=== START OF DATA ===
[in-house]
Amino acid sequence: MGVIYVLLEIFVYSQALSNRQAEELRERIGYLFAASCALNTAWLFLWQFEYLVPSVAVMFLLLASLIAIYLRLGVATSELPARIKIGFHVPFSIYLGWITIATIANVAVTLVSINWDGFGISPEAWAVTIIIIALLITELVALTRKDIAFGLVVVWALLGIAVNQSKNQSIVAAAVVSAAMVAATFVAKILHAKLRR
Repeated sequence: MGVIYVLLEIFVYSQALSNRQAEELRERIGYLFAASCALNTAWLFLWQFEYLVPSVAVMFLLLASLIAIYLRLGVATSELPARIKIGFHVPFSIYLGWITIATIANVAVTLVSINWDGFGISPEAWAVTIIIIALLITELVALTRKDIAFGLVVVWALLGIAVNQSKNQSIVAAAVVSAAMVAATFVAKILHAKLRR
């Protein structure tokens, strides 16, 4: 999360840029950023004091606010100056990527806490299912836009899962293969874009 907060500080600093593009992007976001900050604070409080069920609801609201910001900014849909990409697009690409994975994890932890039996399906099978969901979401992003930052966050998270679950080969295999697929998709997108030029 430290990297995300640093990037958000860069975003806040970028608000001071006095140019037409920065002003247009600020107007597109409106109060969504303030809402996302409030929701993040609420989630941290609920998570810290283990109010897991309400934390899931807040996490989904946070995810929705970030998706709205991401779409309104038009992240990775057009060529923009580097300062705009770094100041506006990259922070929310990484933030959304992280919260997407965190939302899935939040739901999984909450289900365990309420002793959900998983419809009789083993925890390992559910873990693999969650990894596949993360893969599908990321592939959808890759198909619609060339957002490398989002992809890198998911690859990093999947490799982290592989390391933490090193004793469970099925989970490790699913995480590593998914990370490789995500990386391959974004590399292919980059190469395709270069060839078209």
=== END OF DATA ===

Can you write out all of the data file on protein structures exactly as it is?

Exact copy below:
[in-house]
Amino acid sequence: MGVIYVLLEIFVYSQALSNRQAEELRERIGYLFAASCALNTAWLFLWQFEYLVPSVAVMFLLLASLIAIYLRLGVATSELPARIKIGFHVPFSIYLGWITIATIANVAVTLVSINWDGFGISPEAWAVTIIIIALLITELVALTRKDIAFGLVVVWALLGIAVNQSKNQSIVAAAVVSAAMVAATFVAKILHAKLRR
Repeated sequence: MGVIYVLLEIFVYSQALSNRQAEELRERIGYLFAASCALNTAWLFLWQFEYLVPSVAVMFLLLASLIAIYLRLGVATSELPARIKIGFHVPFSIYLGWITIATIANVAVTLVSINWDGFGISPEAWAVTIIIIALLITELVALTRKDIAFGLVVVWALLGIAVNQSKNQSIVAAAVVSAAMVAATFVAKILHAKLRR
């Protein structure tokens, strides 16, 4: 999360840029950023004091606010100056990527806490299912836009899962293969874009 907060500080600093593009992007976001900050604070409080069920609801609201910001900014849909990409697009690409994975994890932890039996399906099978969901979401992003930052966050998270679950080969295999697929998709997108030029 430290990297995300640093990037958000860069975003806040970028608000001071006095140019037409920065002003247009600020107007597109409106109060969504303030809402996302409030929701993040609420989630941290609920998570810290283990109010897991309400934390899931807040996490989904946070995810929705970030998706709205991401779409309104038009992240990775057009060529923009580097300062705009770094100041506006990259922070929310990484933030959304992280919260997407965190939302899935939040739901999984909450289900365990309420002793959900998983419809009789083993925890390992559910873990693999969650990894596949993360893969599908990321592939959808890759198909619609060339957002490398989002992809890198998911690859990093999947490799982290592989390391933490090193004793469970099925989970490790699913995480590593998914990370490789995500990386391959974004590399292919980059190469395709270069060839078209």